Please use this identifier to cite or link to this item: http://bura.brunel.ac.uk/handle/2438/4412
Title: An investigation on the framework of dressing virtual humans
Authors: Yu, Hui
Advisors: Qin, S
Keywords: Human modelling;3D Garment;Virtual human
Issue Date: 2010
Publisher: Brunel University School of Engineering and Design PhD Theses
Abstract: Realistic human models are widely used in variety of applications. Much research has been carried out on improving realism of virtual humans from various aspects, such as body shapes, hair, and facial expressions and so on. In most occasions, these virtual humans need to wear garments. However, it is time-consuming and tedious to dress a human model using current software packages [Maya2004]. Several methods for dressing virtual humans have been proposed recently [Bourguignon2001, Turquin2004, Turquin2007 and Wang2003B]. The method proposed by Bourguignon et al [Bourguignon2001] can only generate 3D garment contour instead of 3D surface. The method presented by Turquin et al. [Turquin2004, Turquin2007] could generate various kinds of garments from sketches but their garments followed the shape of the body and the side of a garment looked not convincing because of using simple linear interpolation. The method proposed by Wang et al. [Wang2003B] lacked interactivity from users, so users had very limited control on the garment shape.This thesis proposes a framework for dressing virtual humans to obtain convincing dressing results, which overcomes problems existing in previous papers mentioned above by using nonlinear interpolation, level set-based shape modification, feature constraints and so on. Human models used in this thesis are reconstructed from real human body data obtained using a body scanning system. Semantic information is then extracted from human models to assist in generation of 3 dimensional (3D) garments. The proposed framework allows users to dress virtual humans using garment patterns and sketches. The proposed dressing method is based on semantic virtual humans. A semantic human model is a human body with semantic information represented by certain of structure and body features. The semantic human body is reconstructed from body scanned data from a real human body. After segmenting the human model into six parts some key features are extracted. These key features are used as constraints for garment construction.Simple 3D garment patterns are generated using the techniques of sweep and offset. To dress a virtual human, users just choose a garment pattern, which is put on the human body at the default position with a default size automatically. Users are allowed to change simple parameters to specify some sizes of a garment by sketching the desired position on the human body.To enable users to dress virtual humans by their own design styles in an intuitive way, this thesis proposes an approach for garment generation from user-drawn sketches. Users can directly draw sketches around reconstructed human bodies and then generates 3D garments based on user-drawn strokes. Some techniques for generating 3D garments and dressing virtual humans are proposed. The specific focus of the research lies in generation of 3D geometric garments, garment shape modification, local shape modification, garment surface processing and decoration creation. A sketch-based interface has been developed allowing users to draw garment contour representing the front-view shape of a garment, and the system can generate a 3D geometric garment surface accordingly. To improve realism of a garment surface, this thesis presents three methods as follows. Firstly, the procedure of garment vertices generation takes key body features as constraints. Secondly, an optimisation algorithm is carried out after generation of garment vertices to optimise positions of garment vertices. Finally, some mesh processing schemes are applied to further process the garment surface. Then, an elaborate 3D geometric garment surface can be obtained through this series of processing. Finally, this thesis proposes some modification and editing methods. The user-drawn sketches are processed into spline curves, which allow users to modify the existing garment shape by dragging the control points into desired positions. This makes it easy for users to obtain a more satisfactory garment shape compared with the existing one. Three decoration tools including a 3D pen, a brush and an embroidery tool, are provided letting users decorate the garment surface by adding some small 3D details such as brand names, symbols and so on. The prototype of the framework is developed using Microsoft Visual Studio C++,OpenGL and GPU programming.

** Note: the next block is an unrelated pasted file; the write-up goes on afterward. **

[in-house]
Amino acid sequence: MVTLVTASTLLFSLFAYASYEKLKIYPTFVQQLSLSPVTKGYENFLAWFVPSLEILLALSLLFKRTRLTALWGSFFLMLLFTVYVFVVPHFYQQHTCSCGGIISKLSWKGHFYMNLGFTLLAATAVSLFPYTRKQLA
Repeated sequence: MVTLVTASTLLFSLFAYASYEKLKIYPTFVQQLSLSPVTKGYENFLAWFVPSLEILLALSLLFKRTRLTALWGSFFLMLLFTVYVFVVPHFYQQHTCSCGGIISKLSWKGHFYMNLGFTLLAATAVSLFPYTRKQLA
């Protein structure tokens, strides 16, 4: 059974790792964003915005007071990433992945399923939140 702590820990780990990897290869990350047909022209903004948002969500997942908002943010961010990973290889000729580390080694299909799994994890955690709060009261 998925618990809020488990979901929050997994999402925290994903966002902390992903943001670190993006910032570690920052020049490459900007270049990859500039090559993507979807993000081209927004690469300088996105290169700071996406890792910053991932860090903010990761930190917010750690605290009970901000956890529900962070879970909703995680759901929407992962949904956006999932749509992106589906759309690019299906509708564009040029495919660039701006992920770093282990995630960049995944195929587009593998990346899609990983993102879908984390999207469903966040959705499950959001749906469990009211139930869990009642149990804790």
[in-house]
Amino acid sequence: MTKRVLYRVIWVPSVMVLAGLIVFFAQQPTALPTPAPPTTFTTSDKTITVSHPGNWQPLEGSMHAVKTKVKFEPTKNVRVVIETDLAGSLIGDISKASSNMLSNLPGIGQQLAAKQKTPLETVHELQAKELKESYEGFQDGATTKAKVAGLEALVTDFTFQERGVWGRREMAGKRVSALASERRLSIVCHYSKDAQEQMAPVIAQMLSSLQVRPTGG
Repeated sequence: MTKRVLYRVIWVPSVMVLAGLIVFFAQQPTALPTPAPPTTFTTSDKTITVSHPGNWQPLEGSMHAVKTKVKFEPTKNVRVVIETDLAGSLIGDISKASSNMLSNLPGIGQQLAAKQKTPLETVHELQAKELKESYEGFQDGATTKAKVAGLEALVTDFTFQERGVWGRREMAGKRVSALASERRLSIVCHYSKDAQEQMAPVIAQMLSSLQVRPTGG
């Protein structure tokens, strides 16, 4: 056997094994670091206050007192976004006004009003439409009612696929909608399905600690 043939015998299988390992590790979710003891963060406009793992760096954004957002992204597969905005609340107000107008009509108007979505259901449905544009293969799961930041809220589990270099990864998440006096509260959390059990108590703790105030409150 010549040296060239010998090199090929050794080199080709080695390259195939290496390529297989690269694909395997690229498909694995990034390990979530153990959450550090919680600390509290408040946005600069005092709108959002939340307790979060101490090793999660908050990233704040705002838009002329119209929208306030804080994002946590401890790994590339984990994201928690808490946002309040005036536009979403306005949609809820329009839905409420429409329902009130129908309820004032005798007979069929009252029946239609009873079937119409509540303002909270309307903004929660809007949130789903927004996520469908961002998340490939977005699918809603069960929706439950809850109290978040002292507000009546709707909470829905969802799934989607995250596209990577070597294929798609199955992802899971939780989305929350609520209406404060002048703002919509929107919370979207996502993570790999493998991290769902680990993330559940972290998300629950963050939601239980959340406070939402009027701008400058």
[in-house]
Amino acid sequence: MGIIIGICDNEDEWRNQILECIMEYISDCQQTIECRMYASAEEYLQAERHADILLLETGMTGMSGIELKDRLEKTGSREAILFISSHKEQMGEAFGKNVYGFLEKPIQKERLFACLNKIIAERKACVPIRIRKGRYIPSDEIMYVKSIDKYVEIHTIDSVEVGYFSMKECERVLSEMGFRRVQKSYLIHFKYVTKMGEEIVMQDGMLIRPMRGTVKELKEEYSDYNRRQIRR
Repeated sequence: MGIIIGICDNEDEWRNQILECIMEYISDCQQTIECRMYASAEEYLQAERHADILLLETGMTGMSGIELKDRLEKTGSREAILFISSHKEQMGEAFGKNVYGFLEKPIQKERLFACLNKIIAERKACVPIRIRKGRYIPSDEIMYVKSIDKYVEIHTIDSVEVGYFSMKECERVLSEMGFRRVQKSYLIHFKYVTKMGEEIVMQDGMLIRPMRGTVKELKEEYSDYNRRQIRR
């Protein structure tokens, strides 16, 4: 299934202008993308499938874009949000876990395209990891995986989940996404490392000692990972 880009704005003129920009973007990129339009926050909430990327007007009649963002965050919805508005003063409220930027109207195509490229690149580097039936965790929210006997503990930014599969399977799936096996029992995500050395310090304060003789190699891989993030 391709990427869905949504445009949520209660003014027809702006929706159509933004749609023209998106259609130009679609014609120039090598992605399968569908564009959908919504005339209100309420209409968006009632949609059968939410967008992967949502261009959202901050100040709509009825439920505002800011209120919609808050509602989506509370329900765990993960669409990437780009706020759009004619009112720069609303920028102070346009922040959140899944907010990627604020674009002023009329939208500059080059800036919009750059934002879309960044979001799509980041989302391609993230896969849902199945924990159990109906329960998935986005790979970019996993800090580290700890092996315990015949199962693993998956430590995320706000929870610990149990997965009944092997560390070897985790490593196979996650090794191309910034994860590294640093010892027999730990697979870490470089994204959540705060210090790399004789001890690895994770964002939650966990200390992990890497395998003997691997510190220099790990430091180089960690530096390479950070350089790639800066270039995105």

Description: This thesis was submitted for the degree of Doctor of Philosophy and awarded by Brunel University.
URI: http://bura.brunel.ac.uk/handle/2438/4412
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Dept of Design Theses

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